Looking back I know I did what I felt was best at the time.  I just wish I could have been braver.  I wish I could have talked about it openly.  Although Poppy had only existed for a short time, it was a real loss to me.  I had made plans for that baby, I wanted that baby.  I still wonder from time to time what Poppy would have been like.  He or she would be just over a year old now.  If Poppy would have survived we never would have had Penelope and James.  Life would be different.  I still grieve that loss, and I think there will always be a place in my heart for Poppy.

Wednesday, June 5, 2013

The Summer of Gwenevere

Summer is my favorite time of year.  I love the sunshine, the heat, the sound of children laughing and playing, summer rain.  I love fireflies at dusk, iced tea, flowers, crickets chirping at night, the smell of sunscreen on my skin.  I love everything about this time of year.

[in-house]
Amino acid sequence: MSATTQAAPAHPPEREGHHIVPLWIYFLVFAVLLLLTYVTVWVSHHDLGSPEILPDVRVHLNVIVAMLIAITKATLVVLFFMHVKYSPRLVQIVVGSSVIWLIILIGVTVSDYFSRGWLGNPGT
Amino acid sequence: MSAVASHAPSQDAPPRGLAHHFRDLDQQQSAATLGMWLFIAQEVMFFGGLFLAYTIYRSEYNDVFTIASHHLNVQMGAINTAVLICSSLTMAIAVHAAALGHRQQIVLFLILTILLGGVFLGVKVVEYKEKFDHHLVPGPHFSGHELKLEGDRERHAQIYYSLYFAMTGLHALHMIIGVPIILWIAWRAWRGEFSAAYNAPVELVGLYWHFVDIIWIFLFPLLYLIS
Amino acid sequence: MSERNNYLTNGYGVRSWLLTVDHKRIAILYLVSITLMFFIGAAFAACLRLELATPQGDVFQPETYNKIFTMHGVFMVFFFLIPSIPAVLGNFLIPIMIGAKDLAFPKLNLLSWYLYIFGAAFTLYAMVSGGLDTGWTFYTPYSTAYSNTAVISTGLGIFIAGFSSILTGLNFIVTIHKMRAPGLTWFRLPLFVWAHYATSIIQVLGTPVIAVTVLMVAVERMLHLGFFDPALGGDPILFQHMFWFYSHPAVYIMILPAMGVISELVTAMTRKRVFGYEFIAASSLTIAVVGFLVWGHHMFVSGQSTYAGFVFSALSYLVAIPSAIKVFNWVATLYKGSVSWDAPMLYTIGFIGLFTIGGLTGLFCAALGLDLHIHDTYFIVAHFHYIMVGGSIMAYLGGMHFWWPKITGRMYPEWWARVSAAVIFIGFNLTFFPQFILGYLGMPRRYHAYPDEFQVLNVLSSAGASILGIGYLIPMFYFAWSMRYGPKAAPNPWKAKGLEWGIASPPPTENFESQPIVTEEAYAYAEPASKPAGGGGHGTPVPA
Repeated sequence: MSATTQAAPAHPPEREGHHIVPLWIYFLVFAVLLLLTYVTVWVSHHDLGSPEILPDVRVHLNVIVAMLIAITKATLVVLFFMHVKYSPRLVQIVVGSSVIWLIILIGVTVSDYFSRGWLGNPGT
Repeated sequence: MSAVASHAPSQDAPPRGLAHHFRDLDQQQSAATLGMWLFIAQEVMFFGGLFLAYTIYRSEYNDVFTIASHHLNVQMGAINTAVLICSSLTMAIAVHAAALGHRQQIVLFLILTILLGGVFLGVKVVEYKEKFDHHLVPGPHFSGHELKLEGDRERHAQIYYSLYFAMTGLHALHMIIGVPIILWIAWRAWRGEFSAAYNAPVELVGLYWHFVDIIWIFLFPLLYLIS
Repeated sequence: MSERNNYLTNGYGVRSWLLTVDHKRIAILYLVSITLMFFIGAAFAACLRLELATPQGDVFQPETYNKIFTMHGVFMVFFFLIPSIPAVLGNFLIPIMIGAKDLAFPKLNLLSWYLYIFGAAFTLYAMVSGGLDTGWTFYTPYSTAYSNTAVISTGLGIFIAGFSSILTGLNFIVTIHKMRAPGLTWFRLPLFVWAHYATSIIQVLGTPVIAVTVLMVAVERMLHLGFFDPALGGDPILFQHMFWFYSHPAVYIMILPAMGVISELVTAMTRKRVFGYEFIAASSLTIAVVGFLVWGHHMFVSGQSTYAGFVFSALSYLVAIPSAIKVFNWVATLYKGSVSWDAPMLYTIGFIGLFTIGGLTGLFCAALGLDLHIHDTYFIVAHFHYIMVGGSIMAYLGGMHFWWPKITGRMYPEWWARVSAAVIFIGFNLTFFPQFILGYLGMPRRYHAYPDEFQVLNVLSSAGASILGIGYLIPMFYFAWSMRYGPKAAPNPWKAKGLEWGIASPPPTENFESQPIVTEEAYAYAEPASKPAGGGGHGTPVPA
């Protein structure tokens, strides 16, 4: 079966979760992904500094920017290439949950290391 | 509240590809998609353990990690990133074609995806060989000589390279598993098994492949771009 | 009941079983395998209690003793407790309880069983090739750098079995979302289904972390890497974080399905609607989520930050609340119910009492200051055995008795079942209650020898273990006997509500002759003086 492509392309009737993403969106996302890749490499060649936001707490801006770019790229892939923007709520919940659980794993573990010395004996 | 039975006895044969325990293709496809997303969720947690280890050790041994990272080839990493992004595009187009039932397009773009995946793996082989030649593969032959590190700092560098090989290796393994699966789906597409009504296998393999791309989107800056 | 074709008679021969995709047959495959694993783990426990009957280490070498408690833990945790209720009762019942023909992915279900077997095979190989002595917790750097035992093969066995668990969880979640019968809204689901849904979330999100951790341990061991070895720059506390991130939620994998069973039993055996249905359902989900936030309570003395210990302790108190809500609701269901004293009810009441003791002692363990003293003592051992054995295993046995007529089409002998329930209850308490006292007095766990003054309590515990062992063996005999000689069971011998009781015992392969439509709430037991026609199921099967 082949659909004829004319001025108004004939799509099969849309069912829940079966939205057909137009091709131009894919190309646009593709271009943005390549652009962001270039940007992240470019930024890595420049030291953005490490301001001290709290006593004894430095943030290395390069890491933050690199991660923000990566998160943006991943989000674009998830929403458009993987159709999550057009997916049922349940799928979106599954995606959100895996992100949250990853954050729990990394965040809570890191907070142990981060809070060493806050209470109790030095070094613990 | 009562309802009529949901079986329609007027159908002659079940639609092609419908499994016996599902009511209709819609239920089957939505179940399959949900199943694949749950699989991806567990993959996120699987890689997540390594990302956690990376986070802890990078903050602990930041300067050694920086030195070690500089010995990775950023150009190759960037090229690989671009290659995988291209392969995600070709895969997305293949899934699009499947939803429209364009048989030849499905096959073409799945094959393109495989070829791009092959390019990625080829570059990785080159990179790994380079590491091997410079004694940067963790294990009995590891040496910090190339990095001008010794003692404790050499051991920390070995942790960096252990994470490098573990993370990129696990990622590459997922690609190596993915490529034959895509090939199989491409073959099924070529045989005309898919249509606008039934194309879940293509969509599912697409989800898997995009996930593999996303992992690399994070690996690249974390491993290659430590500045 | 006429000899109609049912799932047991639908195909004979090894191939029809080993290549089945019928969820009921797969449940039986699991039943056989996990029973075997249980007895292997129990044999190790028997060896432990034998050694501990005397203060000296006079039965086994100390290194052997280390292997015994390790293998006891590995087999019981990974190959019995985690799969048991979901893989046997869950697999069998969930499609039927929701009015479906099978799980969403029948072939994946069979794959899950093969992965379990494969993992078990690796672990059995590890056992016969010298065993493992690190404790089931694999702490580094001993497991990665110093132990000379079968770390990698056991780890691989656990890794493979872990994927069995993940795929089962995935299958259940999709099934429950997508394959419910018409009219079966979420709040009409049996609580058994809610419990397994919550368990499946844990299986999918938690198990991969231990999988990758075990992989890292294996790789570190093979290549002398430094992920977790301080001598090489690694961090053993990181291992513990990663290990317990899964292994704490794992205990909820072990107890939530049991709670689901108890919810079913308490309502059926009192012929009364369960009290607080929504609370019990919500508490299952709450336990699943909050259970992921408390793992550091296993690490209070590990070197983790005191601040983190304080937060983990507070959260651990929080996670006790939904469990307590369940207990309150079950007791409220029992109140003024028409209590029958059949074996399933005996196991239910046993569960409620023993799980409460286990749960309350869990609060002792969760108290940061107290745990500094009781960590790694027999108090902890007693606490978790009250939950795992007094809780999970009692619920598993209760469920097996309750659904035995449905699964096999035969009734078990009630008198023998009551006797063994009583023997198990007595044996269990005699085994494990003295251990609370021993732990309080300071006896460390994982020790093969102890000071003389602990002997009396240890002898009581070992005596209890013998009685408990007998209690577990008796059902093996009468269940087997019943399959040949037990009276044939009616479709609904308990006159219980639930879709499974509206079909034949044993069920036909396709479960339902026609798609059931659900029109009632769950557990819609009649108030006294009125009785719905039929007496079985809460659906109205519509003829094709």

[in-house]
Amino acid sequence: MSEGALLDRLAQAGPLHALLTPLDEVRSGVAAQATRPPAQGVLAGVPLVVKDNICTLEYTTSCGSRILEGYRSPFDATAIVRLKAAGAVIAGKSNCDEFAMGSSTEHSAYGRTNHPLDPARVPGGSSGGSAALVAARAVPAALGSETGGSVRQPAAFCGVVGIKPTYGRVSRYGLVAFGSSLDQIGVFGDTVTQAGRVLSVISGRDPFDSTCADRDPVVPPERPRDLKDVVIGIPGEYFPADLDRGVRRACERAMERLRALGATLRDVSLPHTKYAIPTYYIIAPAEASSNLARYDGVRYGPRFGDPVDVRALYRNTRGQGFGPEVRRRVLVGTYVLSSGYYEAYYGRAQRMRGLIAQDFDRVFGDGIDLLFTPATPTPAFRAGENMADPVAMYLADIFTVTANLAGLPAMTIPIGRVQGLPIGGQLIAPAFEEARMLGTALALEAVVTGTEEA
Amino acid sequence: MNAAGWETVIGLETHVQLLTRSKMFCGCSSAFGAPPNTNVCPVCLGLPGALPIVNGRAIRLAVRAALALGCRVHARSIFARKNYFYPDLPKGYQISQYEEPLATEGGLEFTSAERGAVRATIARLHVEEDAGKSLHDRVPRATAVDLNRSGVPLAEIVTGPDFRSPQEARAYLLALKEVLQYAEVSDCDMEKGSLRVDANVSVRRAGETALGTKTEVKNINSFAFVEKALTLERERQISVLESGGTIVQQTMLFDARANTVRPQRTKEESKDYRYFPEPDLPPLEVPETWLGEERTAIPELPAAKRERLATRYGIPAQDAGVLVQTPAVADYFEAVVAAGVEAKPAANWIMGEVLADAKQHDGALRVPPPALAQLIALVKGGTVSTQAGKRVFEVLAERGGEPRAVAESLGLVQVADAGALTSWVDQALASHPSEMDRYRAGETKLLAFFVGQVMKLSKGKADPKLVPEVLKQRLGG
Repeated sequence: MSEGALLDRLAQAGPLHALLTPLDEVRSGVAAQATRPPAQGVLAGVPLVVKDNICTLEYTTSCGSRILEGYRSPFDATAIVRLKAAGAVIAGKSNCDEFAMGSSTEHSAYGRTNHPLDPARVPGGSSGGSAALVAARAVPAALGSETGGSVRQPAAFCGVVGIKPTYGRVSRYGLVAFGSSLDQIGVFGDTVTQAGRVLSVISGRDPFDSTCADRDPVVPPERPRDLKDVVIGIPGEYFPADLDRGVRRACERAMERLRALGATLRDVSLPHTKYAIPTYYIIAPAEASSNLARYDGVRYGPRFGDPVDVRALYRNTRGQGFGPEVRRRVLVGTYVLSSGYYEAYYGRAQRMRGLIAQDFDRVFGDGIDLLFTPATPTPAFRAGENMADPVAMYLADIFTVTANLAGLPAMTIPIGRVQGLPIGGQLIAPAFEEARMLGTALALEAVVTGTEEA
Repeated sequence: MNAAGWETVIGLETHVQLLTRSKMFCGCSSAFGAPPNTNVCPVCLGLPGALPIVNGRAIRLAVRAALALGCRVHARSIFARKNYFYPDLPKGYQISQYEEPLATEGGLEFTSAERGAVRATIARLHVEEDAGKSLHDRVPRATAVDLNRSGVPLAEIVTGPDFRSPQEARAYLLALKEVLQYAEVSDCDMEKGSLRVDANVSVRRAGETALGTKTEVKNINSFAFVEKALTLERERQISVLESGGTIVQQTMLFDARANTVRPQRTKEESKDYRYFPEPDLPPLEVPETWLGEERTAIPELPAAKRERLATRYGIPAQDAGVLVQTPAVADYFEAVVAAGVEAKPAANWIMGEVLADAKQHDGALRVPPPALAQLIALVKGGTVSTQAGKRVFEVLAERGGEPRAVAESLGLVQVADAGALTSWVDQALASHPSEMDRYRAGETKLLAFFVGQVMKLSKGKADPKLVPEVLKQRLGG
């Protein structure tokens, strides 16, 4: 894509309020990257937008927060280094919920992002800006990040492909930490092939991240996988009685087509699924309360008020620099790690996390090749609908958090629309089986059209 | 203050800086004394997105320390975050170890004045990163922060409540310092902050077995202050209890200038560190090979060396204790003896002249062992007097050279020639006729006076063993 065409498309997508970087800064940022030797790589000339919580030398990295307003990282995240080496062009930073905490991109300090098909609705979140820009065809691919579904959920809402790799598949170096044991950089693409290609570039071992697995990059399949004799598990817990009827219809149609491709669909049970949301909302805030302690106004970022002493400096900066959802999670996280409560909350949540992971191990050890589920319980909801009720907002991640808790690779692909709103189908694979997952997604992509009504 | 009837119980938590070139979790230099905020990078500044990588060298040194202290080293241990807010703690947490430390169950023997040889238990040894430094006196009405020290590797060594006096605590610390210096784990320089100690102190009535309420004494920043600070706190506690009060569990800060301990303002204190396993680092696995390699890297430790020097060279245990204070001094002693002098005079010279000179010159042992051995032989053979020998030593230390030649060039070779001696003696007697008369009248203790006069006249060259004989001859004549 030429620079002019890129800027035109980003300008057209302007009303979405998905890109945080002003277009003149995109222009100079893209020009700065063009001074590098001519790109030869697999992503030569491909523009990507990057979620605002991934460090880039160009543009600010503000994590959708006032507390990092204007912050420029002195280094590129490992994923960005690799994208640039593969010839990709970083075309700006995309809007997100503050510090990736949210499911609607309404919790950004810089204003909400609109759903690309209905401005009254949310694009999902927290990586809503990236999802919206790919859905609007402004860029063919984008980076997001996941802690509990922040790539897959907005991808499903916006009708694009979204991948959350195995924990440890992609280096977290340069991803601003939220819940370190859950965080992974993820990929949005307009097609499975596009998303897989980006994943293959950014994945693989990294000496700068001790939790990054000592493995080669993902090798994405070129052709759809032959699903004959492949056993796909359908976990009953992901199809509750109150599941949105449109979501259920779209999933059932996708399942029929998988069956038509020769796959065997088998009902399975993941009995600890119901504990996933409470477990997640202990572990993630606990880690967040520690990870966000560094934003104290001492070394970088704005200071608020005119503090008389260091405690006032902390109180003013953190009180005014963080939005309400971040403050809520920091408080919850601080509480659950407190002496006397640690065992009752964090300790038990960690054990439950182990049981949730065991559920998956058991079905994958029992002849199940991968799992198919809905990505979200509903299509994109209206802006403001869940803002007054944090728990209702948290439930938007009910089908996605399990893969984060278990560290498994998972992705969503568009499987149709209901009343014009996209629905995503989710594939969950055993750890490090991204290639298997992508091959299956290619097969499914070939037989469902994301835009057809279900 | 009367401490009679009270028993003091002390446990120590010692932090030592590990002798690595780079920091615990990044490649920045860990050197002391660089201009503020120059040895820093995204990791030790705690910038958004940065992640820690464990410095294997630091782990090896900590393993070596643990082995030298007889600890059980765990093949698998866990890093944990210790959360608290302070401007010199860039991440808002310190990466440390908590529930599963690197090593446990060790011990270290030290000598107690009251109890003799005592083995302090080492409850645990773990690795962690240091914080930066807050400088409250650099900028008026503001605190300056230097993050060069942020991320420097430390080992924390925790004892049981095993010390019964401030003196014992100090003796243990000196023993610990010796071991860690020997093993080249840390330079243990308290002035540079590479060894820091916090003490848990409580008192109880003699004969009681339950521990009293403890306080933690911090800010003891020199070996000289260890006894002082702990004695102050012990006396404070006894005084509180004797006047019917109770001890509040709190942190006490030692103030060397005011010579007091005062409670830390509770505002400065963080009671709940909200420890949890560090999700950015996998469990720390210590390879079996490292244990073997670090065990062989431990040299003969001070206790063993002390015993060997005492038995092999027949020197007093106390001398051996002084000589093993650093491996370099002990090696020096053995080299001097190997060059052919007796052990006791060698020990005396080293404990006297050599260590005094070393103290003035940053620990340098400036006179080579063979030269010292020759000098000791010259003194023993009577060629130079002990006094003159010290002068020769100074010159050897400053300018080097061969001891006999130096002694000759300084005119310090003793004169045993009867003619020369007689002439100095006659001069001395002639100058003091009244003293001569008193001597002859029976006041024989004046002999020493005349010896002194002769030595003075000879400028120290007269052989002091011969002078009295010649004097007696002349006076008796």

I remember last summer very clearly.  I was just coming out of severe pregnancy sickness and beginning to have that 2nd trimester energy burst.  I had big plans last summer for Gwenevere and I.  After all, it was my first summer being a stay at home Mom and my last summer with only one child.  I often referred to it as "The Summer of Gwenevere".  I felt a little sad that it would be the last time that Gwenevere would have me all to herself.  I knew that by the time the next summer rolled around I would be crazy busy caring for my twins and I would have less time for her.  I was also excited to see her in the role of big sister.

Despite the massive heat wave that seemed to last for months, we spent most of our time outdoors.  We went through bottles of sunscreen and spent most of our time barefoot in the grass, playing in the sprinkler, or decorating our driveway with sidewalk chalk.  We would visit our neighborhood playground and make occasional trips to the local splash pad and zoo.  Then exhausted from play we would both take long afternoon naps in the cool air conditioned house.  As soon as nap time was over we would head back outside until Micah got home from work.  It was a perfect summer, everything I hoped it would be.